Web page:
Parent adviser Michaela's tips for starting school

Micheala -helpline -pic -from -BBC

This month thousands of children will start a new school - whether that's moving into secondary education or starting school for the very first time.

Our parent adviser Michaela, who works on the special education team of our helpline, speaks to parents every day about their child's education. In this blog Michaela shares her top three tips for making sure you and your child are as prepared as you can be for their new adventure.

If you prefer you can listen to these tips instead in our latest podcast.

I am a parent adviser on Contact's free helpline. I've written this blog to share with you a few of my top tips for starting school. These tips can be applied whether your child is moving to a new school or starting school for the first time.

Starting school can be a scary time for many children, particularly children with additional needs. You may have worries about how they will cope with the new environment and what kind of support they will get, especially in the early weeks as they settle in. These are my top tips.

Share information early

My first tip is sharing information early. The preparation process should begin once you have confirmation of the school your child will be attending.

First, let's look at children moving from one school to another. You will provide information in admissions and registration forms, but it is important that your child's old school shares as much information as possible with their new school. This will help the new school plan how it will meet your child's needs.

Some children have an Education, Health and Care - or EHC - plan. This is a legal document that describes a child's special educational, health and social care needs. Sharing information may be a different process for these families. Advisers on our helpline will be happy to provide more information if this applies to you.

If your child does not have an EHC plan, it may be useful for your child's previous school to create a profile of your child that can be given to the new school. This can include details of your child's particular difficulties, such as with concentration, communication or mobility. They may want to provide details of the adjustments needed to support your child's learning, like writing aids, extra time for tasks or visual timetables. And strategies that help them manage school life, such as a buddy system or time out.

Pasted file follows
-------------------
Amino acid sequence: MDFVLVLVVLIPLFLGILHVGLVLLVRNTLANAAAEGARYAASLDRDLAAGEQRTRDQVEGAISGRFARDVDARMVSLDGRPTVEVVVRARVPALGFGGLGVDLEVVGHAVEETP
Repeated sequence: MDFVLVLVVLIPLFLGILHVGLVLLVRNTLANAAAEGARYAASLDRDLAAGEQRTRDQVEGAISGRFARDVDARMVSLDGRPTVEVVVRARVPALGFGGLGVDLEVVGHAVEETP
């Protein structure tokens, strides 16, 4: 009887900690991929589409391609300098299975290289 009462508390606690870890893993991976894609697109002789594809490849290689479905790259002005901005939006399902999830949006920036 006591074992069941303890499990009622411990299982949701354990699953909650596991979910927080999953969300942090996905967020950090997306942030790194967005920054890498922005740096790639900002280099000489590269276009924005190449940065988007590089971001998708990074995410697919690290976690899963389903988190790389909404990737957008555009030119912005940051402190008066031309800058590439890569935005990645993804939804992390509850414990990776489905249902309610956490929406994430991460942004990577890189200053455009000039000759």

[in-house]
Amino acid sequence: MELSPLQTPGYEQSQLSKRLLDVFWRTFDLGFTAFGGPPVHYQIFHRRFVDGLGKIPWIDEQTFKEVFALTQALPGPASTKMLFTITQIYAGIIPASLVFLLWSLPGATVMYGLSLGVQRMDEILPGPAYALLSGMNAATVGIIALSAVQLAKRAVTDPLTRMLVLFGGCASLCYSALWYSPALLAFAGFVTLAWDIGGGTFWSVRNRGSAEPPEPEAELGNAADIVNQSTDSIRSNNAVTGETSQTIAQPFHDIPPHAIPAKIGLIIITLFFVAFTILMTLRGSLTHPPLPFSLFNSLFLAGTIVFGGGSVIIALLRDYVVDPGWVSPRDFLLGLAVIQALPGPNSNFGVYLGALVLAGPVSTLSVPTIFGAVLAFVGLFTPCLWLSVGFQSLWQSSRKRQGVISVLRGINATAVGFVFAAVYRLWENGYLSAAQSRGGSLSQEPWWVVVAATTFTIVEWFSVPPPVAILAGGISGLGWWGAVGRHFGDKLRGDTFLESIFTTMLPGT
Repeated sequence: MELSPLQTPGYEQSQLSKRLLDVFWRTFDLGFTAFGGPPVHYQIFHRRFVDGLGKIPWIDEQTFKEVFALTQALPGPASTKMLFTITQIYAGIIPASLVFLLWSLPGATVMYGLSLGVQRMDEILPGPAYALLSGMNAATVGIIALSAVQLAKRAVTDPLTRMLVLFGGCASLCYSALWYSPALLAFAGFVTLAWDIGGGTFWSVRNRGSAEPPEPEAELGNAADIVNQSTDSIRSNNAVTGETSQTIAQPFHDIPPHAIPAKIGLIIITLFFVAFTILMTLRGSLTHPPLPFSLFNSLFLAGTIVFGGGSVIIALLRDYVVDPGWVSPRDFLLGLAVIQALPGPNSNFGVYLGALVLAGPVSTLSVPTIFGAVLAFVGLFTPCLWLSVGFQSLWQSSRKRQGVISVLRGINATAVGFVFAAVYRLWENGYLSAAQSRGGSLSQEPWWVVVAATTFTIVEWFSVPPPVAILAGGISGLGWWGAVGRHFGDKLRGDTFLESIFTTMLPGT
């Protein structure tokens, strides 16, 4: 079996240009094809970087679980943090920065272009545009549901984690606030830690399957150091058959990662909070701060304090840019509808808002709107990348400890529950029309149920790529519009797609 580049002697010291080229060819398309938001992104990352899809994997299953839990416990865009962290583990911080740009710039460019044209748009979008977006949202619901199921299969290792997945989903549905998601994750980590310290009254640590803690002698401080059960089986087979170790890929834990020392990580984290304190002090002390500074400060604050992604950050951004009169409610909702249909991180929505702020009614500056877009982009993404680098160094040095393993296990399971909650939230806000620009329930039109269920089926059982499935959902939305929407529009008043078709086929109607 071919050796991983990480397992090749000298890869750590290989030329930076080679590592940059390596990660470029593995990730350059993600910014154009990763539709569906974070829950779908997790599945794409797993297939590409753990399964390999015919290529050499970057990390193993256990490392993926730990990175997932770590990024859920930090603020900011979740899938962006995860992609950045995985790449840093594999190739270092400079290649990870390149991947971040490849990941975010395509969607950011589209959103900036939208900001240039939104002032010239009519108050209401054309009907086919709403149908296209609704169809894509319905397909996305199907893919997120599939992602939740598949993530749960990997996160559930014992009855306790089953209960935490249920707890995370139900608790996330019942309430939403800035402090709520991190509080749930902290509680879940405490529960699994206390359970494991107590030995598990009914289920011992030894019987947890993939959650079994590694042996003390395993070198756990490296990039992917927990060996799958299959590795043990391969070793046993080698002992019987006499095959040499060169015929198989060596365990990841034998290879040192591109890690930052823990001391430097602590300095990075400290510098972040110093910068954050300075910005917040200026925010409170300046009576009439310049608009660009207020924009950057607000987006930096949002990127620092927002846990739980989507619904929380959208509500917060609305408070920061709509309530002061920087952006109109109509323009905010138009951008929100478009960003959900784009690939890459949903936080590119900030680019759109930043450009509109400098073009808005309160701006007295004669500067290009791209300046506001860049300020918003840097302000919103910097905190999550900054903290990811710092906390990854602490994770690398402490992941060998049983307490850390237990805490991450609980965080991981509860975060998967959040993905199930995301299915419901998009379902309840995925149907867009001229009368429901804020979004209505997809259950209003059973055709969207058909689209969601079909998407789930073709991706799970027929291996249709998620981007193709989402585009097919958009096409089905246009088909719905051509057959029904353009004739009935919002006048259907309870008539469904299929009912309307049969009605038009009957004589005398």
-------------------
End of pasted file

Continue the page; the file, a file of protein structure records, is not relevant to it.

If your child is starting school for the first time, you can provide this kind of information to the school yourself. But do not worry if you haven't done this before your child starts. There will be a chance to do this once the term begins.

Become familiar

My second tip is to become familiar. Most schools invite parents and children to visit the school and meet key members of staff.

If you do not receive an invitation to visit, it may be worth asking for a visit and a meeting with the schools special educational needs coordinator - often called a SENCO. This is a good opportunity to build a good relationship with members of staff and for you to ask questions about the setting.

Visiting is also a chance for you and the staff to see how your child responds to different aspects of the setting. This will help you think about what they might enjoy and what they might find difficult when they begin.

Again, do not worry if you or your child did not get the opportunity to visit the school beforehand. You can always become familiar with the school and meet key members of staff once your child has started. If you do have concerns, find out how you can effectively communicate with the school as soon as possible.

Get creative

My third tip is to get creative. A lot of the foundation in preparing your child to start a new school can be done at home or with the family.

Your child will be faced with new situations in their new school that they may be unsure about. It can be useful to use stories to explain new situations. For children going on to primary school, these stories can be about lining up for class or going to the dinner hall. For children moving to secondary school, these stories can be about moving from one class to the other and making friends.

Another effective preparation tool is making an 'All about my new school' booklet for your child. This can include lots of pictures of the school and basic information about members of staff who your child will see often. Whenever possible, practice the morning routine and journey with your child.

As the new academic year gets underway, keep communicating with the special educational needs coordinator and your child's teachers. It may be worth suggesting that the school begin using a 'home-school diary'. These are diaries in which parents and teachers can write notes to one another about a child's learning, behaviour and support. Communication needs to be open and active between home and school, and these are one of the most effective ways of making sure that's the case.

Adjusting is a process

Discuss changes regularly with your child. Adjusting to new routines is aprocess. Let your child know that everyone will understand if it takes a little while for them to figure out how to manage it all. That includes their teachers, friends and you.

If you want to find out more about preparing your child for school or have any worries about your child's support, please call our free helpline. Thank you for reading.

Written by Contact at 17:54